A Generalized Sequential Bonferroni Procedure Using Smoothed Weights for Genome-Wide Association Studies Incorporating Information on Hardy-Weinberg Disequilibrium among CasesGao G.a · Kang G.b · Wang J.a · Chen W.a · Qin H.c · Jiang B.d · Li Q.e · Sun C.a · Liu N.d · Archer K.J.a · Allison D.B.d
aDepartment of Biostatistics, Virginia Commonwealth University, Richmond, Va., bDepartment of Epidemiology and Biostatistics, University of Pennsylvania, Philadelphia, Pa., cDepartment of Biostatistics and Epidemiology, Case Western Reserve University, Cleveland, Ohio, and dDepartment of Biostatistics, University of Alabama at Birmingham, Birmingham, Ala., USA; eAcademy of Mathematics and Systems Science, Chinese Academy of Sciences, Beijing, PR China
Department of Biostatistics, Virginia Commonwealth University
PO Box 980032
Richmond, VA 23298-0032 (USA)
Tel. +1 804 827 2775, E-Mail email@example.com
Do you have an account?
Background/Objectives: For genome-wide association studies (GWAS) with case-control designs, one of the most widely used association tests is the Cochran-Armitage (CA) trend test assuming an additive mode of inheritance. The CA trend test often has higher power than other association tests under additive and multiplicative disease models. However, it can have very low power under a recessive disease model in GWAS. Although tests (such as MAX3) robust to different genetic models have been developed, they often have relatively lower power than the CA trend test under additive and multiplicative models. The goal of this study is to propose an efficient method that not only has higher power than the CA trend test under dominant and recessive models but also maintains the power of the CA trend test under additive and multiplicative models. Methods: We employed the generalized sequential Bonferroni (GSB) procedure of Holm to incorporate information from a Hardy-Weinberg disequilibrium (HWD) test into the CA trend test based on estimating weights from the p values of the HWD test. We proposed to smooth the weights to reduce possible noise. Results and Conclusions: Results from extensive simulation studies showed that the proposed GSB procedure can achieve the goal described above.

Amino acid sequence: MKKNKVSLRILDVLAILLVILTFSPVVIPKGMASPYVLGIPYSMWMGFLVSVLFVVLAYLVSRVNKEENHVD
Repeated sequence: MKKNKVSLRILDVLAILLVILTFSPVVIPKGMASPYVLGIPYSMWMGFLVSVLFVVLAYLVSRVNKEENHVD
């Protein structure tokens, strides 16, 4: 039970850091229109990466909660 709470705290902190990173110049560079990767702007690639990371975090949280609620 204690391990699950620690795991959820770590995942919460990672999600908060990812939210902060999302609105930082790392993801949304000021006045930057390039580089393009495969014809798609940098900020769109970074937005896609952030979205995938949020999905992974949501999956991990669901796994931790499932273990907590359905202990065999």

© 2011 S. Karger AG, Basel
Article / Publication Details
Copyright / Drug Dosage / DisclaimerCopyright: All rights reserved. No part of this publication may be translated into other languages, reproduced or utilized in any form or by any means, electronic or mechanical, including photocopying, recording, microcopying, or by any information storage and retrieval system, without permission in writing from the publisher.
Drug Dosage: The authors and the publisher have exerted every effort to ensure that drug selection and dosage set forth in this text are in accord with current recommendations and practice at the time of publication. However, in view of ongoing research, changes in government regulations, and the constant flow of information relating to drug therapy and drug reactions, the reader is urged to check the package insert for each drug for any changes in indications and dosage and for added warnings and precautions. This is particularly important when the recommended agent is a new and/or infrequently employed drug.
Disclaimer: The statements, opinions and data contained in this publication are solely those of the individual authors and contributors and not of the publishers and the editor(s). The appearance of advertisements or/and product references in the publication is not a warranty, endorsement, or approval of the products or services advertised or of their effectiveness, quality or safety. The publisher and the editor(s) disclaim responsibility for any injury to persons or property resulting from any ideas, methods, instructions or products referred to in the content or advertisements.